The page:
“I decided to play rugby because I saw other girls enjoying it and I wanted to give it a try” – Aine, aged 10, Fethard Girls’ Mini Rugby Team
“Mini rugby builds confidence and self-esteem in girls. It’s a game for everyone.” – Polly Murphy, girls’ coach Fethard RFC
Find my Nearest Club
If your daughter would like to try girls only mini rugby then click here to find your nearest club
Note to Parents
The objective of Stage 1 is to introduce girls to rugby in a fun, safe and enjoyable environment. Players are children, age 6-10 years of age approx. and are introduced to the values and skills of rugby through fun activities, modified games and drills. They learn how to share and play with their team-mates, follow basic rules and improve their fundamental physical literacy skills. (For FAQ’s please see below).
Girls aged 11 and 12 also play Mini Rugby but are in Stage 2 of the Women’s Long Term Player Development.
Mini Age Bands
Boys and girls can play mixed mini rugby up until the age of U12. From U13, they are separated out in to boys and girls teams. All clubs will welcome both boys and girls, however, due to the number of new girls looking to join mini rugby across the country, clubs have been setting up separate Girls’ Mini Rugby sections.
Girls’ Mini Rugby
Click here to find your nearest club
If your club does not have a separate girls’ mini rugby section then download our guide to find out how you can go about setting one up.
All clubs receive a free Give it a Try – Girls Mini rugby pack with balls, cones and bibs in order to get you started. In the past year, there has been a 40% increase in the number of clubs setting up girls’ mini rugby sections.
Girls’ Mini Rugby blitz’s take place throughout the country over the duration of the season (Sept – April approx.). When there are not enough girls at one club to make up a team, many areas now have club clusters, where clubs join up for matches. This ensures girls have the opportunity to play regular matches.
Parents Questions or Frequently Asked Questions
What should my daughter wear to training?
The only compulsory item is a gum shield. After that children can wear anything that they are comfortable playing in, however, we recommend a tracksuit/shorts and runners. Football boots are preferably especially when the ground is wet.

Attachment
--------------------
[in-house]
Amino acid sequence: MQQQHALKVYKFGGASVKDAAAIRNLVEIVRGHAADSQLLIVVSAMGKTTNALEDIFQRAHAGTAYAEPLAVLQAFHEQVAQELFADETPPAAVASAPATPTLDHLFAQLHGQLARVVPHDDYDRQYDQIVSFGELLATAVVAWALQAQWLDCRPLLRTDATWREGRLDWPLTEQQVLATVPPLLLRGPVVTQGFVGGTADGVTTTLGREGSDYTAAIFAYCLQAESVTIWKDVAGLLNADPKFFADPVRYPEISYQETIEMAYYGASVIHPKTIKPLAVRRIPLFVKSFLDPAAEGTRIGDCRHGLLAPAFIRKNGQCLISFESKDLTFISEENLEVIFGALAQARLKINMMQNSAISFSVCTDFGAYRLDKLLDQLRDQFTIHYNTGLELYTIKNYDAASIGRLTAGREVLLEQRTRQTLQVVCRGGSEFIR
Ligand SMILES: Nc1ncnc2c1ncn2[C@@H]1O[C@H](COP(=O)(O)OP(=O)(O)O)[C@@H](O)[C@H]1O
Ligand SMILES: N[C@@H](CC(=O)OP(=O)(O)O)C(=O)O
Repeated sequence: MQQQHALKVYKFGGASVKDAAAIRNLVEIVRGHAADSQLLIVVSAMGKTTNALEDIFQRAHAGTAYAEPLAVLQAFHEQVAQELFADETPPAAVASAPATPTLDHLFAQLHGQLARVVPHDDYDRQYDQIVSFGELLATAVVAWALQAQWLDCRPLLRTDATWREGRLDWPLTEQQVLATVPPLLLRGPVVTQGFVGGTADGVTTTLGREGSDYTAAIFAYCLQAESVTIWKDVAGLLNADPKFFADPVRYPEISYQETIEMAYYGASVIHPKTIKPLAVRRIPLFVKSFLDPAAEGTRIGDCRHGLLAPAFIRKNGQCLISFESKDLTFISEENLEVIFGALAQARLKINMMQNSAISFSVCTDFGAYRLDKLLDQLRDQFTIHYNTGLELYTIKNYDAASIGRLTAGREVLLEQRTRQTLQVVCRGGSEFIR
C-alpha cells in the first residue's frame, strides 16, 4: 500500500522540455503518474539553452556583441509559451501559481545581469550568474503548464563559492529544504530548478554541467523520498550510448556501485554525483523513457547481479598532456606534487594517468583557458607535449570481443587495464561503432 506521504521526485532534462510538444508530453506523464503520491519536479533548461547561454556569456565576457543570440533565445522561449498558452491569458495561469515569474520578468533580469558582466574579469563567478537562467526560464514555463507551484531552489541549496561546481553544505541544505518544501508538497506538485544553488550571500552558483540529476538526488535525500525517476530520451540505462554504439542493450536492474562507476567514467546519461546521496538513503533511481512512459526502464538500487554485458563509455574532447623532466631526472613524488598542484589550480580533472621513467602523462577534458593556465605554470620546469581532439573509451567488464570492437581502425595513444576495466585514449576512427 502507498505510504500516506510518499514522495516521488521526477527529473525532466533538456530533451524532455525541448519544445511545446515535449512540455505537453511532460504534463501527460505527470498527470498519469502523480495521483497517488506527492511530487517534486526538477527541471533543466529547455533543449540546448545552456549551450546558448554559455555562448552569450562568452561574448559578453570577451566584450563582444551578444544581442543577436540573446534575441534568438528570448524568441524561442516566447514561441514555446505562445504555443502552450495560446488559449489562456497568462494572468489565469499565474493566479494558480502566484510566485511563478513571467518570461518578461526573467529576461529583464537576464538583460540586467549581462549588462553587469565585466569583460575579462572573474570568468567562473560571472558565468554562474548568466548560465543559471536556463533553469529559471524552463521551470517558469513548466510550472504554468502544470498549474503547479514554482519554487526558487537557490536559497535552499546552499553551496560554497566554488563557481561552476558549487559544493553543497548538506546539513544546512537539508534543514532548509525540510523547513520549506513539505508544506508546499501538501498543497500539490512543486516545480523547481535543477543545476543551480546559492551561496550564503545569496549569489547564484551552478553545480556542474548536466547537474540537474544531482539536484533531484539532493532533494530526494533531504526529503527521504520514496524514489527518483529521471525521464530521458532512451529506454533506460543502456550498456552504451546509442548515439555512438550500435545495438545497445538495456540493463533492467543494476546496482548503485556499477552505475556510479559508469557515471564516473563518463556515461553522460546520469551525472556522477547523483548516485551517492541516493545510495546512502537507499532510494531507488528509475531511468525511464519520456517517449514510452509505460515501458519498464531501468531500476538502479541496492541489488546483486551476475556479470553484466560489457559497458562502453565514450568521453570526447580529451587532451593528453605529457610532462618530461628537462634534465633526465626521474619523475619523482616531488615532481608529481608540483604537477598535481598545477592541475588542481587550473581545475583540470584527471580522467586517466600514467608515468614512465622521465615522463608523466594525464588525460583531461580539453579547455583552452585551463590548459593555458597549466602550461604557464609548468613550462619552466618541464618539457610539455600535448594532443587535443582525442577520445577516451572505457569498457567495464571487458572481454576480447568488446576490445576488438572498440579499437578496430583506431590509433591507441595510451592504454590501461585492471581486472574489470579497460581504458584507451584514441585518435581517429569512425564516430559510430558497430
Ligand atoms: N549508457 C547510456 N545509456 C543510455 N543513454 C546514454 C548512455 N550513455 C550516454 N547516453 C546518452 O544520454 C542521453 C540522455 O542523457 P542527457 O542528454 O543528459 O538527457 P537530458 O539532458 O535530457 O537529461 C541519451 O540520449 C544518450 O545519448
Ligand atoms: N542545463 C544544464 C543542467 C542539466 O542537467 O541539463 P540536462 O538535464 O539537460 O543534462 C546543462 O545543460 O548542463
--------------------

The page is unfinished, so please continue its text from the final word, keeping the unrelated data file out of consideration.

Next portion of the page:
Do they play contact rugby?
All players introduced to rugby for the first time start with non-contact games. When the coach sees fit, he/she may start to introduce the contact element of the game. For those girls who start mini rugby from the age of 6, tackling is developed from U8 in a safe and enjoyable manner.
Why should I let my daughter play rugby?
The objective of mini rugby is to introduce the girls to the sport in a fun, safe and enjoyable environment. There are now over 71 clubs across Ireland who offer girls only mini rugby. This number increases each year highlighting the number of young girls who are now eager to take up the sport. Due to the nature of the game, all players share responsibility in both attack and defence therefore it is less likely that one player will dominate. As Polly mentioned above said, “mini rugby builds confidence and self-esteem in girls and it is a game for everyone”.
What if she gets injured?
The rules and guidelines to playing mini rugby have been modified to assist the growth and development of the player and serious injuries in this age group are rare. However, like all sports, injury can sometimes occur. In the first instance the coach should be made aware of any injury so that the child can be removed from play and is not putting themselves at risk of worsening the injury. All injuries should be monitored and recorded by the club. Each club should have a person trained in first aid who may be able to help in the initial stages. If you are concerned with an injury you should consult your GP or physiotherapist.
What if my child gets concussed?
The IRFU take concussion very seriously and all clubs are advised of the IRFU concussion protocol if they suspect a player of having a concussion. This includes removing the player immediately and following the return to play process (Recognise and Remove). Further information can be found at www.irishrugby.ie/concussion including videos for parents and for junior players.